Circling back to my initial point, I think I need to start poking a bit more on the site again to fix those small annoyances I have with it—hopefully with the side-effect of making it more readable in the process.


Grunt work

Looking back at my activities in recent times I find myself reaffirming my conclusion that I’m very bad at grunt work, the menial things that belong to jobs and tasks that are simply doing something, usually repetitive, that simply need to get done. The most recent example of this being when I was poking around with fonts, once I had concluded that I probably couldn’t achieve what I want and needed to start looking at potential alternatives that while still modern would at least provided the correct feel I kind of just stopped or at least progressed in fits and starts, letting myself get distracted by the smallest things so that I didn’t need to just keep doing the somewhat boring and manual task of merely scrolling through different font samples and looking for something that caught my eye.

It’s also something that features somewhat heavily in my writing about World of Warcraft I notice, any time I need to do the ancillary tasks related to getting my character ready for the primary content I want to do I tend to get frustrated and not remain overly motivated to continue to do so. I feel this approach in something that is primarily there for entertainment makes more sense than with other pursuits, but it could still be a useful skill to take with from there as it could prove quite important elsewhere.

I currently have a few of programming projects I have been meaning to start on for a while, and while I have quite a clear idea on where to go with them and almost exactly what to do I just can’t seem to get started. It feels like it’s the same problem in this case, I like the challenge of thinking something through but once it comes to the “easier” part of actually implementing it my will to do so starts to falter. I’m not sure what exactly can be done about this, and I tend to have bursts of motivation where these things go easier, but it feels like it’s something I’m currently struggling with more than perhaps is usual for me.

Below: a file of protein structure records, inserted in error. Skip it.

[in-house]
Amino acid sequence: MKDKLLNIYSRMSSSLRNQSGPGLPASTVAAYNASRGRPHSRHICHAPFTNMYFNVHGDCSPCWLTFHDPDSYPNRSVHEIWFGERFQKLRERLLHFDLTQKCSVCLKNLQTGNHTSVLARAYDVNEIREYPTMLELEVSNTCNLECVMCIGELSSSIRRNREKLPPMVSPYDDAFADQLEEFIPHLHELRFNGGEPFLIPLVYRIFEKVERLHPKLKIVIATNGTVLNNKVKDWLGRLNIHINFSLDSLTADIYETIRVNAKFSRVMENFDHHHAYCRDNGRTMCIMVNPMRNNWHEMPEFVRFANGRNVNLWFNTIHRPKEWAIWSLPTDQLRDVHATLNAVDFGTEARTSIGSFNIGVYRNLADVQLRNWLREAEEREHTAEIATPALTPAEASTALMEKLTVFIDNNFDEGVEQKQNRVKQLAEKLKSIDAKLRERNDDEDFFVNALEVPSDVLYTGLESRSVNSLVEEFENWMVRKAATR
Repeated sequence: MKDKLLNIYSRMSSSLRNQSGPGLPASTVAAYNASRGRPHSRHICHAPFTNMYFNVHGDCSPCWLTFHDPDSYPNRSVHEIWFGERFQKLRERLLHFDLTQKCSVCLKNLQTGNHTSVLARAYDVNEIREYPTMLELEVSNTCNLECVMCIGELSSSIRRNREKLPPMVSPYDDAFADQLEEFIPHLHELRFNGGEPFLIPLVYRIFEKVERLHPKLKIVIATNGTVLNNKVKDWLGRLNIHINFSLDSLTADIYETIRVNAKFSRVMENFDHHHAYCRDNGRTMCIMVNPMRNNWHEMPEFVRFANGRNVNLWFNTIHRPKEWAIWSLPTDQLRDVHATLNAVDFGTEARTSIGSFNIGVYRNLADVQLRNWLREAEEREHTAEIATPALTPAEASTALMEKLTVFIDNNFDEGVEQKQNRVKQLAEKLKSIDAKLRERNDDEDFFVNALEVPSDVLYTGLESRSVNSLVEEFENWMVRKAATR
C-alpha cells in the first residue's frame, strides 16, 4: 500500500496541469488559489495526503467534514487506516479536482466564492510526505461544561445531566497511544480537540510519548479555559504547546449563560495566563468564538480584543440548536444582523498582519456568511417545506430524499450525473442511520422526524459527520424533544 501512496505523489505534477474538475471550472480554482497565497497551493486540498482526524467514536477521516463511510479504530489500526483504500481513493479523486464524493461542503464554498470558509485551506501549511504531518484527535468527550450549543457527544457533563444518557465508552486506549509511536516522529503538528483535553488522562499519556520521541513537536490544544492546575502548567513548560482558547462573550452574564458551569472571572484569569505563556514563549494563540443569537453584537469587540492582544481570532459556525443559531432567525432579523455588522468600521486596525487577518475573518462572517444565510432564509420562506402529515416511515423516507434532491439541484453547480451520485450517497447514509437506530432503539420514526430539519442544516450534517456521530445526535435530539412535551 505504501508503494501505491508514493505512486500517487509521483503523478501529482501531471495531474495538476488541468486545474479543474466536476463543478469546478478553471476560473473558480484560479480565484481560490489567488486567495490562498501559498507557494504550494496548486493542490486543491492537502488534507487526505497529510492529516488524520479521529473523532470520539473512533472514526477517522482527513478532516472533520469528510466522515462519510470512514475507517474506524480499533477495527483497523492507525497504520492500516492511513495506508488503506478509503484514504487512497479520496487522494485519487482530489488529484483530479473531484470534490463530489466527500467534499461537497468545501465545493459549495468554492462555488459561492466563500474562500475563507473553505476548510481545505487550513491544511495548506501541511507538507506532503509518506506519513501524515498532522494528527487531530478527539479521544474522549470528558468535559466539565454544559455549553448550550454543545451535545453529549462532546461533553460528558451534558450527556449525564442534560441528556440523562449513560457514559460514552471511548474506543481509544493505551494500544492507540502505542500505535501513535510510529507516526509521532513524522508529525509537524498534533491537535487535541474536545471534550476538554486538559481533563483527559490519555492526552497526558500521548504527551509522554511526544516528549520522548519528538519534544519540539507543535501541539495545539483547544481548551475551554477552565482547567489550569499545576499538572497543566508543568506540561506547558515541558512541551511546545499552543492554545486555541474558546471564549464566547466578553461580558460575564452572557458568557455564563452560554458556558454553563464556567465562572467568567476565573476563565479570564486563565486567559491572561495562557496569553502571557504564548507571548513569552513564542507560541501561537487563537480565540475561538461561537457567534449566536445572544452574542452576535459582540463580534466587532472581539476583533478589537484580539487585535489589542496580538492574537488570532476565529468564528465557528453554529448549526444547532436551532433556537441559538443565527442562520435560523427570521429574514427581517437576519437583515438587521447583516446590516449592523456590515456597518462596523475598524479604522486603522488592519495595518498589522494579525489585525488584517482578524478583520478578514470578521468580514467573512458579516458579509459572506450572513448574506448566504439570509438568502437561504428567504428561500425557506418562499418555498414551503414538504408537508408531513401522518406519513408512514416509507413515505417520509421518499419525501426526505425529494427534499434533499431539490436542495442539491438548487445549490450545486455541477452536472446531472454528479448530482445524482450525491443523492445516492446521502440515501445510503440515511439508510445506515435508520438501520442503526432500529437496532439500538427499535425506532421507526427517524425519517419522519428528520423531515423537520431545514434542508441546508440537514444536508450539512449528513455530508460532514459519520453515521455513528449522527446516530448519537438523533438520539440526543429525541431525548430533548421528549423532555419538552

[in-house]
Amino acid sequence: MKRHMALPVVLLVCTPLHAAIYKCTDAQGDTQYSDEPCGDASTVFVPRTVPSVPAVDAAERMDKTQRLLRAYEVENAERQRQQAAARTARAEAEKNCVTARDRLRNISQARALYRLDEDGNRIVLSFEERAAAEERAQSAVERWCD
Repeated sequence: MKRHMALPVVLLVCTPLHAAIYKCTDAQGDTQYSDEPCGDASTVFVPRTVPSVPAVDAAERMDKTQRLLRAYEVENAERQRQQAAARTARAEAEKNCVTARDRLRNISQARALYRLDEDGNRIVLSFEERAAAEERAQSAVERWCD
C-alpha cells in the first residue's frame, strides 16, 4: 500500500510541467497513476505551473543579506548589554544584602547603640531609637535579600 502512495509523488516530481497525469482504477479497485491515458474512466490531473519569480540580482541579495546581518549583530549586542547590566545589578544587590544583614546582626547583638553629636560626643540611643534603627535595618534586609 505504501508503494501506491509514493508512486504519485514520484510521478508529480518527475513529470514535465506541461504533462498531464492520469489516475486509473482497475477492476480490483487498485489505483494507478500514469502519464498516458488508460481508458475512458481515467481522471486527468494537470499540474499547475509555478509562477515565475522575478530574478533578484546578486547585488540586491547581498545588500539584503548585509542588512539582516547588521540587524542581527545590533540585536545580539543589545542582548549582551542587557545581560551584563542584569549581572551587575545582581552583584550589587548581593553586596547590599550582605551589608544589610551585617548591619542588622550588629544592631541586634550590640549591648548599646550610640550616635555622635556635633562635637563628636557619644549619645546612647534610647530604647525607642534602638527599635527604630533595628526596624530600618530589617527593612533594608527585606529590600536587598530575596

The amusing thing is, since I tend to like reading and learning things, I think I already am aware of the tools that could be useful in combating something like this yet for some reason I don’t seem to be implementing them. It’s a strange feeling, knowing exactly what and how to get something done yet at the same time being unable to do so.



I stumbled upon a discussion about “90s fonts” on HN recently and since this blog has a bit of a retro theme going on as well I was quite interested and decided to do some further digging. In order to test this on my site I disabled ClearType—the brand name if you will of Microsofts font antialiasing—and set the font used to Arial and wow, that felt like pretty much the perfect combination. It had the same blocky look seen in the screenshots of the article and it just kind of felt like it fit perfectly in here.

Unfortunately, there seems to be no sane way of achieving this. If it were available, font-smooth feels like the only reasonable way to get the correct look but not only is it very much non-standard, the Firefox variant of it is only enabled on OS X making it not really fit for purpose.

Now the approach the original article ended up with was creating a new font which mimicked the rendering of that font on older versions of Windows, and while this looked quite good to me there were some problems identified in the discussion which made me feel that wouldn’t be an appropriate approach for this site. Also, from what I could tell, they didn’t make their font-files available, so that also put a bit of a damper on that thought—to be fair, I didn’t look at the source, maybe there was a simple note there with a license.

Someone mentions bitmap fonts being usable, but I didn’t really find anything to support this statement and rather more comments stating the opposite as well as the original article.

Idea #2: Importing bitmap font files
We couldn’t make vector fonts look pixelated, but could we get around this by importing authentic 90s bitmap font files instead? We had a Windows 98 disk image with all of the system fonts including MS Serif: a riff on Times New Roman in the bitmap .FON format dating back to Windows 1.x. Unfortunately, we quickly found out that CSS @font-face doesn’t work with .FON files, and none of the web-based font conversion tools that we could find would convert them to the vector formats that are usable with @font-face.